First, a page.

And yes…a portion of the Hastings railroad depot is still an active passenger depot!  It is one of the stops along the route of the California Zephyr between Chicago and San Francisco.  Two Amtrak passenger trains stop at Hastings each day.  In 2013, a total of 5,865 passengers were recorded at this depot.  From what I could determine, this station actually has a ticket window that is open daily from 11:30 PM until 7:00 AM.  Without checking, I’m guessing that both trains stop at Hastings in the wee hours of the morning. 

You are right!  This is not a railroad depot… This is however, a very important historical site.  

Inventor Otto Frederick Rohwedder, from Davenport, Iowa, invented the first loaf-at-a-time bread-slicing machine.   The first commercial use of the machine was by Frank Bench and Rohwedder at the Chillicothe Baking Company which was located in this building.  Their product, "Kleen Maid Sliced Bread", proved a success.  The bread was advertised as "the greatest forward step in the baking industry since bread was wrapped."  Amen!

We were in Tennessee headed for home and we stumbled across one more old railroad depot.  Laurie spotted it even though it was ‘blended in’ with other structures on one side and the railroad tracks were long gone.  This is the former North Carolina and St. Louis Railroad Depot in Lebanon Tennessee.  I was unable to determine when it was built but the style makes me think that it must have been between 1900 and 1915.  The first railroad to come to Lebanon was the Tennessee and Pacific in 1871.  The last passenger train left town in 1935.

The city of Lebanon has a population of about 29,000.  It’s part of the Nashville Standard Metropolitan Area.  Lebanon is the corporate headquarters of Cracker Barrel Restaurants and the Nashville Superspeedway is located nearby.  Of special interest to train buffs is the fact that Nashville’s Regional Transportation Authority actually provides commuter train service from Lebanon into downtown Nashville via the “Music City Star”.  Four diesel locomotive powered trains leave from and arrive in Lebanon daily, Monday through Friday.  Check out the train and depots at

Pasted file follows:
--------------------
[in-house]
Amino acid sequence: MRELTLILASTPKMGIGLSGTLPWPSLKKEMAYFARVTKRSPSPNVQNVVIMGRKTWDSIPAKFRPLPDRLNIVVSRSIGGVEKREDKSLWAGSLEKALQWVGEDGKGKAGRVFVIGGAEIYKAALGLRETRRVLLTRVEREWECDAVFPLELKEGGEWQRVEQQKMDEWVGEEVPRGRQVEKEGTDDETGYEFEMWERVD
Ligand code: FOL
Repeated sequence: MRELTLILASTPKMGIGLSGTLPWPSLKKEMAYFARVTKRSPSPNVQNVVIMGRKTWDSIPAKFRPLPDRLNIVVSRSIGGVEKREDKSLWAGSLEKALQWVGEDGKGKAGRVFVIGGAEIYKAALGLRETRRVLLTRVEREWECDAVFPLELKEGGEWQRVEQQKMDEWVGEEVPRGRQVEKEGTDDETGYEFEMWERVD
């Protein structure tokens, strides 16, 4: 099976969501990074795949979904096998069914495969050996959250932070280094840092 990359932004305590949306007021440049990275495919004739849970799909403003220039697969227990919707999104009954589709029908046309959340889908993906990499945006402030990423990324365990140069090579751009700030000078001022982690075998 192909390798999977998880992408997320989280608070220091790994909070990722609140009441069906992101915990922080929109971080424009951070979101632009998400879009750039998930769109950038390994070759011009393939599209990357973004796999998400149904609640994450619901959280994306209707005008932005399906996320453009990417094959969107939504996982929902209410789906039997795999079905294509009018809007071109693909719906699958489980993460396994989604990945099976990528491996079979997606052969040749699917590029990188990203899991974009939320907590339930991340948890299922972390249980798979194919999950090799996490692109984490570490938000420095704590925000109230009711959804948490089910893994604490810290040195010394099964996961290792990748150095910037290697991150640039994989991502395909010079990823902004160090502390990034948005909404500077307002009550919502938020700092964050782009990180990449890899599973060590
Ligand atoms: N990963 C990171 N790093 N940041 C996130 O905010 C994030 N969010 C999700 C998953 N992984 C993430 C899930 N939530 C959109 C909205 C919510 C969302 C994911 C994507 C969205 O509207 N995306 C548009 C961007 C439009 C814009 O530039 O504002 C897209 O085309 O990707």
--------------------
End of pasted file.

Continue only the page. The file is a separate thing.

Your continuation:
That’s it for now… Just click on any of the photos to enlarge them.

Thanks for stopping by for a visit!

Take Care, Big Daddy Dave


  1. Love that old baggage cart in the fourth photo. A real classic.I'm surprised someone hasn't snapped that up for a movie set. I think you may be well on your way to the worlds record for recording old RR stations or perhaps a guide book for connoisseurs of the old stations. You could divide it into categories based on their age.

    Have a good weekend.

  2. Another great post! That's an awesome picture with the platform! It looks so lonely, it needs people milling about. Too funny with county seat, and it must've been for a good reason, so I will check that out. And Rohwedder did a good thing for us! Thanks for sharing!
    Have a great weekend!

  3. Looks like the Hastings depot is being well utilized and I enjoy all the history that you provide. I wonder if the slicing machine guys ever heard "the best thing since sliced bread" in their lifetime.

  4. David I love colonial spanish style, here many houses have this style Im sure you would love here!
    Lovely pics!!
    Have a nice weekend dears!